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SCHOOL BOARD Q&A: Joseph Toepke discusses district planning, supporting students

Thursday, March 20, 2014 | 6:00 a.m. CDT; updated 7:12 p.m. CDT, Thursday, March 20, 2014

Editor's note: This is the third of four articles in which Columbia School Board candidates answer questions about their goals if elected and issues facing the district. Paul Cushing's responses were published online Tuesday, and Jonathan Sessions' responses were published online Wednesday. Helen Wade's responses are being published online Friday.

COLUMBIA — Joseph Toepke is one of four candidates for three positions on the Columbia School Board. The general municipal election will be held April 8.

Toepke works for the Missouri National Guard. His wife, Amanda Toepke, teaches at Smithton Middle School. Toepke's oldest daughter had a bad experience with bullying about five years ago, so he and his wife withdrew their two daughters from Columbia Public Schools and enrolled them in private school.

The Missourian asked each candidate several questions about their goals if elected and about issues the district faces. Their responses were collected via email. The following are excerpts of Toepke's responses.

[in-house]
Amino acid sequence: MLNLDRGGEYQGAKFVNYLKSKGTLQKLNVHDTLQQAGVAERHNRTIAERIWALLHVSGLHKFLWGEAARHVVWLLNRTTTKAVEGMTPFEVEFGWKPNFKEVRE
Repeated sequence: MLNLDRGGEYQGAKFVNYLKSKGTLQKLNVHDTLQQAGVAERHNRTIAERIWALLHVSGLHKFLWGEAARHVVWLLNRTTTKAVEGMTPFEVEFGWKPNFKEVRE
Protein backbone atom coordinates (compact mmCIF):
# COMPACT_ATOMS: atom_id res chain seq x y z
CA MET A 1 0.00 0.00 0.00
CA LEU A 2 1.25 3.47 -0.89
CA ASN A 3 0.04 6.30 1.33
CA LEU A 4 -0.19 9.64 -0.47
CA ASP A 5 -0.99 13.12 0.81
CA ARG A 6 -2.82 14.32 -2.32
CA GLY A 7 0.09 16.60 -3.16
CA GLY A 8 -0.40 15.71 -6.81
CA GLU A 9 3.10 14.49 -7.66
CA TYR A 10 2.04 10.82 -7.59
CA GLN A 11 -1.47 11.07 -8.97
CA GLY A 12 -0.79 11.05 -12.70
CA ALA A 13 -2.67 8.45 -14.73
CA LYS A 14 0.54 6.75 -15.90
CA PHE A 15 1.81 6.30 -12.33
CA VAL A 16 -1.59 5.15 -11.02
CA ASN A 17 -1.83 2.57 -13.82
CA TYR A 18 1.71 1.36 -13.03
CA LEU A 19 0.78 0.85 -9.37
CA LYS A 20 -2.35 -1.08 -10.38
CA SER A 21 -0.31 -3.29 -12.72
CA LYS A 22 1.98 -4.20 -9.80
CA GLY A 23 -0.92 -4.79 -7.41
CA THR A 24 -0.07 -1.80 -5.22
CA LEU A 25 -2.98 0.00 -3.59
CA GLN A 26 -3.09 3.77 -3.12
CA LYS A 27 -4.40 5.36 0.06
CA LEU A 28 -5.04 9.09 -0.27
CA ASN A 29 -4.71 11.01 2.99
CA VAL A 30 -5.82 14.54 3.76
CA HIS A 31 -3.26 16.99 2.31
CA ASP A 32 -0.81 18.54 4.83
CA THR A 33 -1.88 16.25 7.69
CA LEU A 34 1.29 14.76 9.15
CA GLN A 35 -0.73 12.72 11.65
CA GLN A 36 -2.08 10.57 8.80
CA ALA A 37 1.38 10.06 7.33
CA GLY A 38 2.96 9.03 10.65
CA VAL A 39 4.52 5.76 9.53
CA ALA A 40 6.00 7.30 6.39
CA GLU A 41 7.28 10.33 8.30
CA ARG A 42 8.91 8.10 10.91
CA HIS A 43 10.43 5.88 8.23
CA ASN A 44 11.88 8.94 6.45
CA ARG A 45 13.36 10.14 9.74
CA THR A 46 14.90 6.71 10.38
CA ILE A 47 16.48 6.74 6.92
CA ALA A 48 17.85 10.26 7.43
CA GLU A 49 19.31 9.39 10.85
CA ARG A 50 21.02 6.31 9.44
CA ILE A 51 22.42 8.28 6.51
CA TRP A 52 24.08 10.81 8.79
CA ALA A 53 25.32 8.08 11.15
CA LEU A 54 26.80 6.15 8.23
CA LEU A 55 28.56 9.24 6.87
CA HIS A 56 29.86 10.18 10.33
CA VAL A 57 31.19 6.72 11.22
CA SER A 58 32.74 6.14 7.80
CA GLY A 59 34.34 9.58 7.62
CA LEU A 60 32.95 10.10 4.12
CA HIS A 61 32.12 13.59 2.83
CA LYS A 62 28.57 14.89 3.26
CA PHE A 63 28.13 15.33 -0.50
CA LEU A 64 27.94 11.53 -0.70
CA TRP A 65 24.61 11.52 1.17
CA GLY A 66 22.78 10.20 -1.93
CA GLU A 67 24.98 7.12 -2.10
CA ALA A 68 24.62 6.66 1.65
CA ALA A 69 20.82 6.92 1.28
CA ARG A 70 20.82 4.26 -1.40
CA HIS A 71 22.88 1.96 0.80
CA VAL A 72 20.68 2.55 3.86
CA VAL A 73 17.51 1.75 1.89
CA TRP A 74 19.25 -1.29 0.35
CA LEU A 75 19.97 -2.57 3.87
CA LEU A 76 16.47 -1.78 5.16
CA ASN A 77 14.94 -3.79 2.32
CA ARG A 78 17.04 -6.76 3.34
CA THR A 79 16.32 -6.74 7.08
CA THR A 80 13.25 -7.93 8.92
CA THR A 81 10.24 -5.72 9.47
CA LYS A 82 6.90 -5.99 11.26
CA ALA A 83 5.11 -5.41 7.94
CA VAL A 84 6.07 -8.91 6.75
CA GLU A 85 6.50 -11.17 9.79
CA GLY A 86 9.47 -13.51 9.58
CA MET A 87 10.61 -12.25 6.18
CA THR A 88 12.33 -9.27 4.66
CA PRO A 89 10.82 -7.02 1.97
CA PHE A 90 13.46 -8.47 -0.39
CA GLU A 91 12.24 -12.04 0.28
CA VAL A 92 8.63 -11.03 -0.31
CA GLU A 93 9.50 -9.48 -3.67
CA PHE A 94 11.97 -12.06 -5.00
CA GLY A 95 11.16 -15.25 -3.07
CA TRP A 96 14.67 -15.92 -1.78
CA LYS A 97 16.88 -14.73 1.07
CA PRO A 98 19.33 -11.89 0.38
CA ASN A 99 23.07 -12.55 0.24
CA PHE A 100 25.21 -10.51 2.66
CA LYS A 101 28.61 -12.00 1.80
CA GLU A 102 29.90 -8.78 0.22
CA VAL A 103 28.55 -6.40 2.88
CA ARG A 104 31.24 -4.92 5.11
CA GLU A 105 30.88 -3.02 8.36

What experiences or characteristics would serve you well as a board member?

I have been in the military service for 22 years, 18 years as an officer. I have been deployed three separate times into harsh environments where decisions had life and death consequences. I have extensive experience as a commander, demonstrating successful leadership and the ability to make and follow through on my decisions.

As a staff officer, I spent many years conducting short, long range, and strategic planning in a variety of peaceful and hostile conditions. I learned to work as part of a team to develop consensus moving forward. I have also been the human resources manager for over 1,200 people and know how to bring out the best in those with whom I work.